Recruitment and Retention

Staff recruitment and retention is a core talking point for social care providers with growing demand for care services and a shrinking pool of care workers in the sector. Neil Eastwood, Founder of Sticky People, shared some insightful research about ‘How to find more, and better frontline care applicants’. Neil’s findings are the result of 6 years research, outside the UK, looking at some of the best care organisations and understanding how they recruit and retain staff. According to Neil, there are 6 steps to consider:

Sourcing Applicants

There are two types of job seekers; active and passive. Active job seekers are often, but not always, unemployed (why is this) or unemployable (they will job hop for a few extra pence if they have the qualifications). They will typically look for jobs online, in newspapers and on generic job boards where competition is high and applications are submitted at the click of a button.

Passive job seekers often have high potential but are unaware of the opportunities available. Within social care, Neil identifies passive job seekers to be the over 55 year olds that intend to work part-time past retirement age. They may already be caring for another family member or volunteering in the local community. Unlike younger carers using care work as a stepping stone in their career, Neil’s research suggests it is the older, passive job seekers organisations should focus on as they are flexible, reliable, have fewer commitments and are more likely to drive. Passive job seekers can be targeted via social media, open days, referrals, community campaigns and targeted marketing.

Neil also recommends ‘reactivating good leavers’. His research concludes that on average, 3/10 good leavers will return within 6 months if you continue to engage them using phrases like “your clients miss you”.

Marketing

Don’t forget the importance of marketing! Ensure a proportion of your marketing spend is on recruiting staff and not just attracting clients. If you are posting jobs online, check they display well on mobiles. Over 50% of job seekers will only search for online jobs using a mobile device. Organisations are also under the misconception that Friday is the best day to post an advert. Many companies are now looking towards social media for recruitment. To read more we have a blog post on how to recruit a new generation to social care here.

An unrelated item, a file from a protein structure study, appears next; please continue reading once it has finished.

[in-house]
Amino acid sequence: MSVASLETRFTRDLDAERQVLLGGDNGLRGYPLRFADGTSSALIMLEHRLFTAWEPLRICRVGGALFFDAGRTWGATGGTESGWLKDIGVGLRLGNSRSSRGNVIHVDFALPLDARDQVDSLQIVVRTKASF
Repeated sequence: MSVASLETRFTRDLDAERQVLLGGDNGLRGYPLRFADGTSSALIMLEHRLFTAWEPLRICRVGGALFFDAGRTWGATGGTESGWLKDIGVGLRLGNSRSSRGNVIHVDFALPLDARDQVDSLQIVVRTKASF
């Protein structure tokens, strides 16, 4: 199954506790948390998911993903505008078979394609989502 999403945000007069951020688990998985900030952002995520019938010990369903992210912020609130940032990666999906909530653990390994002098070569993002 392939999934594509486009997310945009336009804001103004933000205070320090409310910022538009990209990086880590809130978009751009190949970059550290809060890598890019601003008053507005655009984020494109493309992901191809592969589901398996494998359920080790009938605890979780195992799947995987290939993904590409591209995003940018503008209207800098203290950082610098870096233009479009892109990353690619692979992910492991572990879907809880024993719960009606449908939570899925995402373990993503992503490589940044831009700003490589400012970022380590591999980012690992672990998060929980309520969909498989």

According to Neil’s research, job seekers look at the start of the week, therefore you should aim to post on a Monday and repost every 8 days to keep the stay near the top of the search listing. Use compelling taglines that will appeal to over 55’s such as “stay active”, “meet new people”, “rare opportunity”. If your selling point is that you pay 5p more an hour you will attract the wrong type of people that will job hop as quickly as you recruited them.

Pre-screening & Interviewing

Pre-screening should be used to assess the personality and values of the applicant. This can be done using psychometric testing. Not only does the applicant need to fit your organisation’s needs, you will also need to meet theirs. According to Neil’s research 87% of interviewees are more likely to join your company if they can meet a member of your existing team, so if viable, allow some time for this during the interview process. This gives them the assurance that the working conditions are good and your current staff are satisfied.

On-boarding

Staff retention is usually the biggest issue for organisations during the first three months of recruitment. The reasons to stay need to outweigh the reasons to leave. Neil suggests considering the following:

  • Ensure there is a visible leader for employees to come to.
  • Send a welcome card to build an emotional connection before they start.
  • Equip supervisors and coordinators with tips on how to get the best out of new starters. Train them in soft skills such as active listening, clarifying and paraphrasing.
  • Identify primary breadwinners in a family and offer support where possible i.e. understand situations such as child care, family problems and financial problems.

Retention

Care workers are emotionally connected to their job and the service they provide. If staff feel they are appreciated at work, they will more likely stay. Verbal appreciation (for instance when a carer has covered a shift or gone beyond their duty) as well as written appreciation if the form of a letter to their home go a long way in retaining staff – above offering a pay rise.

In conclusion there are 6 things to remember that can increase recruitment and reduce staff turnover:

1. Passive job seekers beat active job seekers

2. Target over 55’s in the community

3. Identify and support primary breadwinners

4. Train line managers in active listening and conflict resolution

5. Write thank you notes home

6. Don’t write off good leavers

 

 

Similar Articles to this one:

  1. How to Recruit and Retain the Right People in the Social Care Sector
  2. What Makes a Good Care Manager – Are you the Right Person for the Job?